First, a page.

Flower of Heaven by Julien Ayotte
A Life Before by Julien Ayotte
So, I guess it’s time to take a break after three novels in just over three years.  Wrong!  I’m knee deep into my fourth novel as I write this in November 2016, having completed nine chapters already.  While the first three novels focused on an affair gone wrong and an indiscretion leading to international implications years after the affair, to a corrupt contractor implicated in a brutal murder and a young coed whose nightmares aid in solving a twenty year old cold case, this new book will be about the witness protection program and its susceptibility to deception inside the US Marshals office.
Dangerous Bloodlines by Julien Ayotte
            I like to write about incidents and occurrences that few think about.  Everything I write is in longhand first.  Changes are made as I type my handwritten chapters, one chapter at a time.  I do not have a book layout, plan, or prescribed ending defined for the book I am writing.  Each chapter comes into mind spontaneously, and I have no clue what the next chapter will bring.  It merely comes out on its own.  Some days I can’t write a single word.  Other days I write fifteen or twenty pages.  I like to take about nine months to complete a draft of a book, then spend two to three months to fine tune the manuscript, prepare and complete the front and back cover, and the synopsis for the back cover.

            I have not had success yet in securing a literary agent, something that would bring another dimension to my books, but I will continue this pursuit with each new novel ready for publication.  You would think that with three successful novels, this task would be easier, but it’s not.  In the words of one of my Amazon reviewers, “I can’t believe Julien Ayotte hasn’t yet been signed up by major publishers, TV and movie producers.  Apparently he is a star yet to be discovered.  I am happy to share this secret with all who love a great read and a great story.”

Follow Julien on Facebook, Twitter and check out his Website

Monday, December 5, 2016

When A Heroine Swoons Over Someone She Shouldn’t by Elaine Stock

Author Elaine Stock

Have you ever been in a situation, for better or worse, unable to go back but unsure of whether you can move forward?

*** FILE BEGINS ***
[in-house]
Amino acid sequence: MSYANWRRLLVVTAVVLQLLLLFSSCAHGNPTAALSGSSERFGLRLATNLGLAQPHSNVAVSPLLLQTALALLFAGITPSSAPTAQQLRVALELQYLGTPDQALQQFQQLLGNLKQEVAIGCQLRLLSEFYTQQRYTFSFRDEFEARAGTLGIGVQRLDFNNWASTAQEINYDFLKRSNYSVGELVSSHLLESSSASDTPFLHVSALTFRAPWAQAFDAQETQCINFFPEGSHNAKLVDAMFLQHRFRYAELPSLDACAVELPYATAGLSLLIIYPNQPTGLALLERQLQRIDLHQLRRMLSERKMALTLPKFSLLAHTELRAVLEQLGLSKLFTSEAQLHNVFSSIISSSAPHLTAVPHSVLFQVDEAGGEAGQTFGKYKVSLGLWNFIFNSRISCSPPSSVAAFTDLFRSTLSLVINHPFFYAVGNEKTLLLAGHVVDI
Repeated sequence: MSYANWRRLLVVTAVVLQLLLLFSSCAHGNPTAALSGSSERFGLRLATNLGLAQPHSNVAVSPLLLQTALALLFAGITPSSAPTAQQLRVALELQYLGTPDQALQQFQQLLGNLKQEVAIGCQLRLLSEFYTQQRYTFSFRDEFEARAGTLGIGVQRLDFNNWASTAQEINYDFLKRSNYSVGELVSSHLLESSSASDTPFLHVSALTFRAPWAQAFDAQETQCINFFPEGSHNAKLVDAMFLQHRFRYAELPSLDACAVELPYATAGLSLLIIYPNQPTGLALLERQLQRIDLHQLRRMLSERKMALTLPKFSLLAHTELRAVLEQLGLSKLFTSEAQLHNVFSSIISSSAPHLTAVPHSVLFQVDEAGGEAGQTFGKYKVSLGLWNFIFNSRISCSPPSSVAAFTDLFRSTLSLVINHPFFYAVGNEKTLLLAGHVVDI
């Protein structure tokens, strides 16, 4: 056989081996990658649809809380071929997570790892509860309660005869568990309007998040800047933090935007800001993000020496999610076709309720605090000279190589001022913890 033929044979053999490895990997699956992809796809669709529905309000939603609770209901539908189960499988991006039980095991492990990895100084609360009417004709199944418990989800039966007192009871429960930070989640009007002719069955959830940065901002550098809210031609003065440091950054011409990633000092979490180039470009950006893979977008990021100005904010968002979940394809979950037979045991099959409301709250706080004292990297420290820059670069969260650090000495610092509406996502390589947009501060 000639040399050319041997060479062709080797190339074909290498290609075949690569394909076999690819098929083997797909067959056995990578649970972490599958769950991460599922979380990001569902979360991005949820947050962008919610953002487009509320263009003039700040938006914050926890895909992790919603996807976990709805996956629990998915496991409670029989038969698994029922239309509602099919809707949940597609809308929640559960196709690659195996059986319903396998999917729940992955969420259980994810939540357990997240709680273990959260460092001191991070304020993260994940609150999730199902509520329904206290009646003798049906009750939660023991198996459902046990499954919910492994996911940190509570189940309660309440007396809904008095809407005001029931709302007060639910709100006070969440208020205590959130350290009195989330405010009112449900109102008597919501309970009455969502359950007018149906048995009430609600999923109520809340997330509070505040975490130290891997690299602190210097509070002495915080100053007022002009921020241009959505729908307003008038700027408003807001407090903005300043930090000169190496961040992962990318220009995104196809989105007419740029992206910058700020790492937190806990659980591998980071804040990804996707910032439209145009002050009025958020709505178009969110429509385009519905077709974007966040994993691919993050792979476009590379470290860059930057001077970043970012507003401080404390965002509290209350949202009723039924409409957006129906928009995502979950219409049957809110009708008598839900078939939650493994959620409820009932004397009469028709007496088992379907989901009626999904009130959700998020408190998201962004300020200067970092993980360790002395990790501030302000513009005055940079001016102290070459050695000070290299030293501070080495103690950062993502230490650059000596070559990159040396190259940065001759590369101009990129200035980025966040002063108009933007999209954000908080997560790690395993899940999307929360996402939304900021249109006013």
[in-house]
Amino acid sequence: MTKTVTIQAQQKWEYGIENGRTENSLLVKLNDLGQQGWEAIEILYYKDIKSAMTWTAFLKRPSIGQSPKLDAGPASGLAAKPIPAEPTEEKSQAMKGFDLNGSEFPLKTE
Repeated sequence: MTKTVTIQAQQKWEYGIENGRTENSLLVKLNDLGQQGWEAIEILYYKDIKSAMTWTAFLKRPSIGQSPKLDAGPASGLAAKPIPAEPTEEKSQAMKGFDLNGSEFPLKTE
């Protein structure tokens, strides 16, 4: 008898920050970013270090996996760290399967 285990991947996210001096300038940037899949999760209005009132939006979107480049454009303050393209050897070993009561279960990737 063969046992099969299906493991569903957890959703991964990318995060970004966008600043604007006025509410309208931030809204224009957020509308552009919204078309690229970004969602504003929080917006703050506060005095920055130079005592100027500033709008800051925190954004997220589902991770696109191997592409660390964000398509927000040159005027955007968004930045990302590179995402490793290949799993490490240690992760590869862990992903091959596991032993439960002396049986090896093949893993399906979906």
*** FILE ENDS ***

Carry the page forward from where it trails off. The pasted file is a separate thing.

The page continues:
All Isabelle, the heroine in Always With You, wants is to be loved without conditions. She’s eighteen, has healed from a health setback, and after losing her mom years ago and being raised by an emotionally distant father and grandmother, she wants her Prince Charming. In her mind, she doesn’t care what faith or race or background he is. She’s certain that when her heart tells her whom this destined man is, she’ll recognize him.

Love, in the very real body of an attractive young man, pays a needed visit just in time to call him a true hero! Tyler intervenes when a gang of punky teens has less than stellar plans for Isabelle. But, many eyes around her small Adirondack town, let alone her own dad, are suspicious of the community, The Faithful, where Tyler lives. She’s forewarned of possible dangers, but chooses to see only the Wonderful in Tyler, and that’s with a Capital W.

What causes a fairly intelligent woman to fall for a man that society sees as less desirable?

In Isabelle’s case:

  • Longing for close family and faith she lacked growing up, Isabelle doesn’t want to repeat that heartache for the rest of her life. In Tyler, she has a strong man who isn’t afraid to take a stand, believes in God, and is devoted to his siblings and community.
  • Tyler is orphaned, and has more responsibilities—both to family and community—than someone his age should have. Nor has he had the traditional opportunities (like college or career) that usually come along when connected from a more supportive family. Isabelle empathizes with Tyler and feels his anguish. She believes she can be the one to make a difference in his life.
  • She and Tyler are young. Together, they can enjoy the rest of their lives. They both want love, a real family bond, and faith in a God who wants them—all missing tickets from their childhood. Determined, and with headstrong tenacity, their minds and more importantly, their hearts, tell them that their union is meant to be.

Enter the unknown, aka tension or obstacles to their Happily Ever After. It’s not until Isabelle marries Tyler and is pregnant with their first child that she slowly comes to learn that Tyler and the community she now lives in have deceived her by making her think that they are kind and morally right folks.

But, Isabelle loves Tyler. Isn’t that all that counts? Yet, with a baby on the way, she must make the most important decision of her life, even if it’s the most heart-ripping one she’s ever faced.

Author Bio:
Elaine Stock is the author of Always With You, which released in January 2016 and has made the Kindle bestseller list. Her novels fuse family drama and psychological suspense. She is a member of American Christian Fiction Writers and Women’s Fiction Writers Association, and contributes to the international “Happy Sis Magazine.” In addition to Twitter, Facebook, and Goodreads, she hangs out on her active blog, Everyone’s Story, dedicated to uplifting and encouraging all readers through the power of story and hope.


Website/blog: Everyone's Story